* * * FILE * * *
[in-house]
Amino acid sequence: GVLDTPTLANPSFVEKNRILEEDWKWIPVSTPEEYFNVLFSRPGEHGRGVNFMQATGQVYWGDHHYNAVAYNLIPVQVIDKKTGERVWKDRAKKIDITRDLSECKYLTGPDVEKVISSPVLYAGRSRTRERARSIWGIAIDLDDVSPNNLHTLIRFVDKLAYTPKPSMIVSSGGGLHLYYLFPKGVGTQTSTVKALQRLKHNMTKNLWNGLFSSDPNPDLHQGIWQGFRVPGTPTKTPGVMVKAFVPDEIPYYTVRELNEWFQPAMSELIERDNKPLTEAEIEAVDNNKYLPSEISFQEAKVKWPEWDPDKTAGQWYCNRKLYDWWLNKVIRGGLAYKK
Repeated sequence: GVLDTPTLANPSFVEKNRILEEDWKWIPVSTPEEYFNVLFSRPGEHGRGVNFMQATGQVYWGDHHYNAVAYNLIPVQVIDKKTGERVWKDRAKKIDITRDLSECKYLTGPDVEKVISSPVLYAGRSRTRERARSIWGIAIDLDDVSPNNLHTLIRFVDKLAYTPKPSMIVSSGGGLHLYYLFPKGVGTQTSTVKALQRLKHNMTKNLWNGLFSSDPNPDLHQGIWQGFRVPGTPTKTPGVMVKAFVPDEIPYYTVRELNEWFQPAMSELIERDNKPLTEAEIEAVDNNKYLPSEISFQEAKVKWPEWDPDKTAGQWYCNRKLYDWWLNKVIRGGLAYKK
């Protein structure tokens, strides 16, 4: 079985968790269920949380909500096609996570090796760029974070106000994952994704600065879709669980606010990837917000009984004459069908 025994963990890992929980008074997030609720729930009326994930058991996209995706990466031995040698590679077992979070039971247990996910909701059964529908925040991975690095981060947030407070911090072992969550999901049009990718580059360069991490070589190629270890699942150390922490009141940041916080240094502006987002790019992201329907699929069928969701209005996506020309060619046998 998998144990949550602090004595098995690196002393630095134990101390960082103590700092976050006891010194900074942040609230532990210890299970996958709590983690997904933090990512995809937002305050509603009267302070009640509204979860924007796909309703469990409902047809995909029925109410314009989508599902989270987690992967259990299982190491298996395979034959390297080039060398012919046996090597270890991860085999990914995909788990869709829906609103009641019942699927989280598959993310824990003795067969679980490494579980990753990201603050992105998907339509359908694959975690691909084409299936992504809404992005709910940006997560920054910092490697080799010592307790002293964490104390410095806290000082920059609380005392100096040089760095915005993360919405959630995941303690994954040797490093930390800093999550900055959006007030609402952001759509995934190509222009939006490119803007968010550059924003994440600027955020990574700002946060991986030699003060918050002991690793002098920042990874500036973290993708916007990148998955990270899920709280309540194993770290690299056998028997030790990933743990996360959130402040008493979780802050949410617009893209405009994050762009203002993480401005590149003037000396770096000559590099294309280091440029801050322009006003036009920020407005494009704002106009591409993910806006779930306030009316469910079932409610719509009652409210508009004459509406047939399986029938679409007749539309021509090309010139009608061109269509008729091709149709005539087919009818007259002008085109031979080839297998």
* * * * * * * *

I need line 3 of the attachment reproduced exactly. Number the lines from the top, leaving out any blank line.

Repeated sequence: GVLDTPTLANPSFVEKNRILEEDWKWIPVSTPEEYFNVLFSRPGEHGRGVNFMQATGQVYWGDHHYNAVAYNLIPVQVIDKKTGERVWKDRAKKIDITRDLSECKYLTGPDVEKVISSPVLYAGRSRTRERARSIWGIAIDLDDVSPNNLHTLIRFVDKLAYTPKPSMIVSSGGGLHLYYLFPKGVGTQTSTVKALQRLKHNMTKNLWNGLFSSDPNPDLHQGIWQGFRVPGTPTKTPGVMVKAFVPDEIPYYTVRELNEWFQPAMSELIERDNKPLTEAEIEAVDNNKYLPSEISFQEAKVKWPEWDPDKTAGQWYCNRKLYDWWLNKVIRGGLAYKK